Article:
Georges Seurat was born December 2, 1859 and died March 29, 1891. I have really enjoyed learning a bit more about this artist with my art class this last week. I specifically enjoyed reading up on his theories about color. As a neo-impressionist he was a great artist to touch on after having just worked on a van Gogh projects last week.
I had forgotten how much I really love teaching art. Taking the job to teach art for my local art co-op class has already been such a blessing. I have often taught art for our homeschool groups over the years and it had been a while since the opportunity had arisen. It is a real blessing that I can do so again in my current location. I hope it also blesses the kids as well as the moms. Since lots of homeschool moms feel they can’t teach art, even though they really can, I am thankful that I can share what talent I have with them. After all, it’s all about supporting each other!
Paint Like Seurat Tutorial:
I chose to do a project last week with my students from Artree Magazine which inspired me in instructing my students for this Seurat lesson. It’s part of a wonderful 30 page sample issue from Artree Magazine on Color. I will surely get future ideas for my art co-op class from the Artee blog site. Eva gives wonderful ideas and suggestions for teaching art to kids weekly! Find additional art ideas from her Pinterest boards too!
|A Sunday Afternoon on the Island of La Grande Jatte by Georges Seurat 1886 oil on canvas.|
First, I always talk about the artist and discuss a few of their art pieces. This lesson introduces pointillism as well. Basically it’s a technique that is a form of impressionism where the artist, using dots of color in certain places, gives the “impression” of an image. This cannot be seen close up but far away. Seurat was a master at this.
Practice a new skill- A Pointillism Color Wheel
With this part of the lesson I introduced two new concepts:
- The Color Wheel: Primary and Secondary Colors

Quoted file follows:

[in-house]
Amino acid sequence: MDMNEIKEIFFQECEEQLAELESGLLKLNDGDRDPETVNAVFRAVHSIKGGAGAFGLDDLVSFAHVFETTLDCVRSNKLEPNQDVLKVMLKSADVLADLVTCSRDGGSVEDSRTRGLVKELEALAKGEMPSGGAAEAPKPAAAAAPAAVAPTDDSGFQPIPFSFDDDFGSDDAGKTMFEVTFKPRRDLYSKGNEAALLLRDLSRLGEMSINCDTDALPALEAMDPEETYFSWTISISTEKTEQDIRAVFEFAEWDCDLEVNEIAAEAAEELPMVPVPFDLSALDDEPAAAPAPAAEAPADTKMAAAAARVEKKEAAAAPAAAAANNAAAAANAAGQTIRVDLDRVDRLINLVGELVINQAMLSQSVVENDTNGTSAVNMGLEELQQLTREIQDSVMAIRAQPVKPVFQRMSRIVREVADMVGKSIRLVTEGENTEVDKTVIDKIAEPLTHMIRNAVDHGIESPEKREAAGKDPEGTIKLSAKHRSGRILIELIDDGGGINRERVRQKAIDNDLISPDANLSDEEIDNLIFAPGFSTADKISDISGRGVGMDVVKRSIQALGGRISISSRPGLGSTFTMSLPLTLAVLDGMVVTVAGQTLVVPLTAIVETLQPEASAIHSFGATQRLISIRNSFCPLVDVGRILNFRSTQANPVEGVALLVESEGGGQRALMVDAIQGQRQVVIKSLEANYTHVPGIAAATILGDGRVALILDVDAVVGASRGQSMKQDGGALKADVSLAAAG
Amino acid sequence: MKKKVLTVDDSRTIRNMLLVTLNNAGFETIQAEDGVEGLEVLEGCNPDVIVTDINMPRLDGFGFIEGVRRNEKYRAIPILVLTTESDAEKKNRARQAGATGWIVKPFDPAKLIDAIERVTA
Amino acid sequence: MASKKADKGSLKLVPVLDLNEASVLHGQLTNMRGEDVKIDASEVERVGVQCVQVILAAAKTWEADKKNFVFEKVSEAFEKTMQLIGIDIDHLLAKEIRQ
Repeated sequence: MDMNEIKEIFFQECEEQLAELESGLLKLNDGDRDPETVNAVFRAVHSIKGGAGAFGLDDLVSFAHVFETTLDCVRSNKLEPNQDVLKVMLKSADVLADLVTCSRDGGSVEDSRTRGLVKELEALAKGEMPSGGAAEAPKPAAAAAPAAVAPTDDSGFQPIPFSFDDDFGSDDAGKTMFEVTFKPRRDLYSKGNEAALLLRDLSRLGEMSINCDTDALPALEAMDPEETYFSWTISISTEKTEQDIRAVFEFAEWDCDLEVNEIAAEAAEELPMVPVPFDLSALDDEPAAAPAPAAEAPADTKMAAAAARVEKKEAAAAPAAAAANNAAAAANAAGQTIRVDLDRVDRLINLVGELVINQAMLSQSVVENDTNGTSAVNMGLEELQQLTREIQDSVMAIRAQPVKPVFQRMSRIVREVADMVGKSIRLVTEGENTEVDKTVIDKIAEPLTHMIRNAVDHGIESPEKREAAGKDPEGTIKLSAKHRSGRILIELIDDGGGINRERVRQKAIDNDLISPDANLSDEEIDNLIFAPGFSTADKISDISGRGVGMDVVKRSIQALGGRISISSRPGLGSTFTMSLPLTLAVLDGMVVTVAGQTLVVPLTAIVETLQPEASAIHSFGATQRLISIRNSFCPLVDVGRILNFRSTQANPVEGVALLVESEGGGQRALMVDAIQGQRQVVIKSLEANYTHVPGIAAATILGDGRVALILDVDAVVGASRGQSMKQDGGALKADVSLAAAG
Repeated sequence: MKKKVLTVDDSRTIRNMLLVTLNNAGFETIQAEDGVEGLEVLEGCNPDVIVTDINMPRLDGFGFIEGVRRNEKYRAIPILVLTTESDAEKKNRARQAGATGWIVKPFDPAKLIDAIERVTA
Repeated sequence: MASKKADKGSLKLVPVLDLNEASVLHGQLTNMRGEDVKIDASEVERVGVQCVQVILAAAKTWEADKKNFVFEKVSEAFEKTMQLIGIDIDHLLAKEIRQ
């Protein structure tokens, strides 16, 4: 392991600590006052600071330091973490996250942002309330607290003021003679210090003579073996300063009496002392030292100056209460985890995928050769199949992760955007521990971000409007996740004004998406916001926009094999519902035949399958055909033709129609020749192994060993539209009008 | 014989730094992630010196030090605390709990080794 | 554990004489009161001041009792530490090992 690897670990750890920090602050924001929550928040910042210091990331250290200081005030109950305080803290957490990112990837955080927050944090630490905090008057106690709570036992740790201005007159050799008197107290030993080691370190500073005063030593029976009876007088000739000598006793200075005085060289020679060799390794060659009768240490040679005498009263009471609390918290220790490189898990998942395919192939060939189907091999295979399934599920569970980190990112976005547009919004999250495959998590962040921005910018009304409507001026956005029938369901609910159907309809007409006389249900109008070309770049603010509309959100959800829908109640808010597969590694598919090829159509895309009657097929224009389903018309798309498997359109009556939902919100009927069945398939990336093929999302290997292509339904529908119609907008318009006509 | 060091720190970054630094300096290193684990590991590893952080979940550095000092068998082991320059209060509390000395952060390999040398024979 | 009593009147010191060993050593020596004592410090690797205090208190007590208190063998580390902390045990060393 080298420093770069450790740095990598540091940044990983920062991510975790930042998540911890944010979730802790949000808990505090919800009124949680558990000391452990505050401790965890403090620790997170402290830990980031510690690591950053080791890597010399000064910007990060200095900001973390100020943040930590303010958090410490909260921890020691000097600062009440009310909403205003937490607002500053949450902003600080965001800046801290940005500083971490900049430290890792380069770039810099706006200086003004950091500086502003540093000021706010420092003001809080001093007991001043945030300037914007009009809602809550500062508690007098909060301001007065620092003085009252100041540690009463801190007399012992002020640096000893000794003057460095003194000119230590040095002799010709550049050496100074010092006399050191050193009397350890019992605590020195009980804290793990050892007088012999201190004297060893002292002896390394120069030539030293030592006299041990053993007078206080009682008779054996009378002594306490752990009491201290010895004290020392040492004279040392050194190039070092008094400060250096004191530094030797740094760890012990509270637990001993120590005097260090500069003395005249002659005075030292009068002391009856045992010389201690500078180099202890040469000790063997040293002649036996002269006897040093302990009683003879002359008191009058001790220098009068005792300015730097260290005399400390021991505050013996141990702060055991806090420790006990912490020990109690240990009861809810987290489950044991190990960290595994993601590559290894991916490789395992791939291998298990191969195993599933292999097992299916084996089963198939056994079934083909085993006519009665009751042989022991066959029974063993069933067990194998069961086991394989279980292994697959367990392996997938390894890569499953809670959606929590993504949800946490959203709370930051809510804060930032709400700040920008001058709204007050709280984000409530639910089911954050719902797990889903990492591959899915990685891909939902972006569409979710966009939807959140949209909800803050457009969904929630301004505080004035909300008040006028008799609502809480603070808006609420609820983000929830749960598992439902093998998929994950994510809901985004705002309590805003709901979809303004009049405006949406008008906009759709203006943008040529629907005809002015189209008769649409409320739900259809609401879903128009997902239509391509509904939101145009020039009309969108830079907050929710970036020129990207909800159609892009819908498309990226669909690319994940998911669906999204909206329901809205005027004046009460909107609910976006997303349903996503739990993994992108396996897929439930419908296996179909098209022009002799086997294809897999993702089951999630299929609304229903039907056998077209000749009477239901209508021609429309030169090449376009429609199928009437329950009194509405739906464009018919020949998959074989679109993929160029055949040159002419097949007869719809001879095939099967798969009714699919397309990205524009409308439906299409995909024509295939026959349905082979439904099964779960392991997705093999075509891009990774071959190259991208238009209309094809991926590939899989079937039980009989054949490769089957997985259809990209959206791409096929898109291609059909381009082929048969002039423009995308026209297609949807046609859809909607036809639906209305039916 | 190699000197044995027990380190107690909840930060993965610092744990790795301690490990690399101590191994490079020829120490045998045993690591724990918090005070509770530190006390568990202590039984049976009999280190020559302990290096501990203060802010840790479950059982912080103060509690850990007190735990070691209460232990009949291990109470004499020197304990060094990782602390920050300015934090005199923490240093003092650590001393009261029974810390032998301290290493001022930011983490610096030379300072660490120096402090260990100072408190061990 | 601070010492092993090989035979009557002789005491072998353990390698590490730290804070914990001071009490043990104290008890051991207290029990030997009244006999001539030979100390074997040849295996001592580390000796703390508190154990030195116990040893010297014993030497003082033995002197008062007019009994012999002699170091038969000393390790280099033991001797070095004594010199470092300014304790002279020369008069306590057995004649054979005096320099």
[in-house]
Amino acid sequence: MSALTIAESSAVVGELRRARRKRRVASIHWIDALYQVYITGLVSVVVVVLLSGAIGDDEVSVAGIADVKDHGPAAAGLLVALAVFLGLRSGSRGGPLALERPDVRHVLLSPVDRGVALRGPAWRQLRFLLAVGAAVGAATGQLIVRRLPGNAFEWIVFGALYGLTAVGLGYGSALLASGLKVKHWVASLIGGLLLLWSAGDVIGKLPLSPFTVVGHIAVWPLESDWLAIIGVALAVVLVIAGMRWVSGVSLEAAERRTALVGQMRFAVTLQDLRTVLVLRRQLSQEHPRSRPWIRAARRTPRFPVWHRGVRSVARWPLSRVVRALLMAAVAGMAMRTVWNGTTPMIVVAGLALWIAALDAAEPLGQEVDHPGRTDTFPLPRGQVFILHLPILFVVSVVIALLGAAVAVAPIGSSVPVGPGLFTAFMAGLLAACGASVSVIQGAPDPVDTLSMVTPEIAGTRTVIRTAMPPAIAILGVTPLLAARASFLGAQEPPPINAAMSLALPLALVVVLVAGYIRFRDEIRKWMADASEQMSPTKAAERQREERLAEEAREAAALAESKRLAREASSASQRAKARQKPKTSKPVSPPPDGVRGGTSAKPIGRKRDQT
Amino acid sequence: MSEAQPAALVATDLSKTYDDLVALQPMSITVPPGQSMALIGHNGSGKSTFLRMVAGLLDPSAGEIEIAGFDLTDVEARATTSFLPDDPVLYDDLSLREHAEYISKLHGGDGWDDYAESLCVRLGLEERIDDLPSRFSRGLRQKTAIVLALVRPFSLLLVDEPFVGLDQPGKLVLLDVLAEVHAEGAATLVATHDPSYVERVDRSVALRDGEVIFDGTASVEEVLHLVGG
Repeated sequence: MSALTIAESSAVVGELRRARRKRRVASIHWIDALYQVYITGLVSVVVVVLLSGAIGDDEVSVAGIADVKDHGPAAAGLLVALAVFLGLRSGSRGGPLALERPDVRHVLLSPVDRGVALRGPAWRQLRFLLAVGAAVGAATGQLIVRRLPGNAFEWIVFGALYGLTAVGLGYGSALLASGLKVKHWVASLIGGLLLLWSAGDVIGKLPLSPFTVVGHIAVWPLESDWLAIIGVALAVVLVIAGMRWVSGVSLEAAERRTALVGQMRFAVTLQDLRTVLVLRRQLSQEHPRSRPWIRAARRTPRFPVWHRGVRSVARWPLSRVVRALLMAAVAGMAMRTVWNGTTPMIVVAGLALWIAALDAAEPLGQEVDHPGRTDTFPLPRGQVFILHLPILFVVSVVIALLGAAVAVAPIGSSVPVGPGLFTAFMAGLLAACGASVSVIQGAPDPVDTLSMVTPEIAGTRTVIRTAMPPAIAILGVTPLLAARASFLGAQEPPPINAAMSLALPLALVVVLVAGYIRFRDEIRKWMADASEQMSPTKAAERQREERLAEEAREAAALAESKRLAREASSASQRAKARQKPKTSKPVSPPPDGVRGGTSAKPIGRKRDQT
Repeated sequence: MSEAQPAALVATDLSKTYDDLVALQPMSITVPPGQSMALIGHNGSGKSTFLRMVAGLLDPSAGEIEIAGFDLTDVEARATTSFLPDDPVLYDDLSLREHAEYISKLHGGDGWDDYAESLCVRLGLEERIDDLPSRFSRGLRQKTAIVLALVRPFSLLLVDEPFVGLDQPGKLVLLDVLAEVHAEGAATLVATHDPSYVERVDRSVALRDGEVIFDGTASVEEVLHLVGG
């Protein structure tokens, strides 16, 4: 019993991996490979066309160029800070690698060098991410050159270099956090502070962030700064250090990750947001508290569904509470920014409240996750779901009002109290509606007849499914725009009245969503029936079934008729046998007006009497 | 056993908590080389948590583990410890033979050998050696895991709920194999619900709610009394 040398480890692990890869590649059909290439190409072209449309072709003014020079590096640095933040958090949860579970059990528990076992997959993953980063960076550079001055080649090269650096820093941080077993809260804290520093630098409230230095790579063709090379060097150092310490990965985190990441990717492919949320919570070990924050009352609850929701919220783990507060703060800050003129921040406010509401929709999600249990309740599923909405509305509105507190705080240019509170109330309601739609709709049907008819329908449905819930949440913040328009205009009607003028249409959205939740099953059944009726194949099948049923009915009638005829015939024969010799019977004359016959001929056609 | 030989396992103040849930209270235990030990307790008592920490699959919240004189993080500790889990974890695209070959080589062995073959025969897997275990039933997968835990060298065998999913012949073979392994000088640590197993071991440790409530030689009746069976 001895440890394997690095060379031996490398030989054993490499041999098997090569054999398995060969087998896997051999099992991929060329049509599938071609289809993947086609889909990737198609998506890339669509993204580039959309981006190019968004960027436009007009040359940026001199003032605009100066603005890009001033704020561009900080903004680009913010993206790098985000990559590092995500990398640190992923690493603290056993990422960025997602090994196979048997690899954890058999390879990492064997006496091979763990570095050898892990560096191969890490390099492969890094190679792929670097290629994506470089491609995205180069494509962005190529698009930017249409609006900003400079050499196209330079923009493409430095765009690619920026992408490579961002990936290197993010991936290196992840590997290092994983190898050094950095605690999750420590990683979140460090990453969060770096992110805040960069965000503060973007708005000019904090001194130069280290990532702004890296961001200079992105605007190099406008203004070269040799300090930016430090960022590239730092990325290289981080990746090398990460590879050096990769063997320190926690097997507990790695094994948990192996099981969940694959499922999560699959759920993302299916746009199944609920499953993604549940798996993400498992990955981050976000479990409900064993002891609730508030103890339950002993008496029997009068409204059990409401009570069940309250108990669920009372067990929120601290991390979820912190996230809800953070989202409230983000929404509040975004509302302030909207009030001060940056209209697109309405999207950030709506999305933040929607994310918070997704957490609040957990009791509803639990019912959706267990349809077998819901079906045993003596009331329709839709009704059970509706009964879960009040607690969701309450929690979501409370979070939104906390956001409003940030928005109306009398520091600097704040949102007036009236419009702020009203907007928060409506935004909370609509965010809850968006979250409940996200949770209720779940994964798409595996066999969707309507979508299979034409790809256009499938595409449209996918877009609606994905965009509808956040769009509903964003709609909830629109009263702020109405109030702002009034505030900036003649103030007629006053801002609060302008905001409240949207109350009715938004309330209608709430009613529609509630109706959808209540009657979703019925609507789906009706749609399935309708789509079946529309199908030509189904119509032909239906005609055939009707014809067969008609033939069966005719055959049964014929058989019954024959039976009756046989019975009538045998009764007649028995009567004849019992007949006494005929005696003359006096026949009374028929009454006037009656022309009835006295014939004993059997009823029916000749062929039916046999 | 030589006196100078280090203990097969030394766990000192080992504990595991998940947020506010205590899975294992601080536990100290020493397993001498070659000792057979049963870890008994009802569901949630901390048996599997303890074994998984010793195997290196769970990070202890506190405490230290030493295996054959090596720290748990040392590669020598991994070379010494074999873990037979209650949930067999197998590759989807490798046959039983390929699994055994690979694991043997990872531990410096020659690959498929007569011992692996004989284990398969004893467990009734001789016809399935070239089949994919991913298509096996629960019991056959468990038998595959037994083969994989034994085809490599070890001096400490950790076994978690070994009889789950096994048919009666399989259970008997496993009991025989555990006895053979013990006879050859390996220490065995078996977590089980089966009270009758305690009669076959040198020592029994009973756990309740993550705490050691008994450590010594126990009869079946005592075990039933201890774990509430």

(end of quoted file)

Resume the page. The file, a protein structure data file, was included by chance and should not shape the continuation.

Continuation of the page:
- Painting only with “dots” or Pointillism
The first idea was to discuss the color wheel and the primary and secondary colors. I challenged the children to use this new concept by giving them only primary colors to begin with. So to get the orange, purple and green parts of the color wheel they hard to overlap the right primary dots so that it gives the impression of the desired secondary color. By doing this my objective was to give them an understanding of the following color concepts: the color wheel, primary and secondary colors, and how to mix colors to get the color you want. Second, I introduced painting only with dots. Kids usually want to use lines so it’s a new idea for them. This gives them practice just using dots. Then when they go to do the project for this lesson they understand what I am asking of them.
Applying a new skill- Pointillism Landscape
Whenever I teach I model for the children step by step. The image just above is how my example turned out. The collage below is how the children’s projects turned out. I totally love the children’s work more because it’s much more interesting and unique!
- Draw a light sketch of whatever your picture will be of: a fish, a beach, a star, in our case a tree.
- Begin adding dots in the desired colors. Since I only gave them primary colors, red-yellow-blue- for this project they got to experiment with mixing colors. (* Note: I get cracked up when moms don’t let kids mix colors because it is an essential art skill. Though I understand that we need to keep our materials nice there should always be some opportunity to mix!)
I really encouraged the kids to use lots of colors. And to use certain ones for light effects and shadow to give their projects more depth. It’s really important guide them beyond not getting too stuck on using just one color.
The kids were really stuck on making their tree trunks brown so it was good to challenge them to make brown with only primary colors. For those that had suns in their image we also discussed what color the trunk might look on the sunrise side.
In addition, a tip: Using more paint..darker colors. Less paint? Lighter shades. Since we used no white or black paint for this lesson it was a wonderful opportunity to teach how to get the desired color, light or dark by controlling the amount of paint used.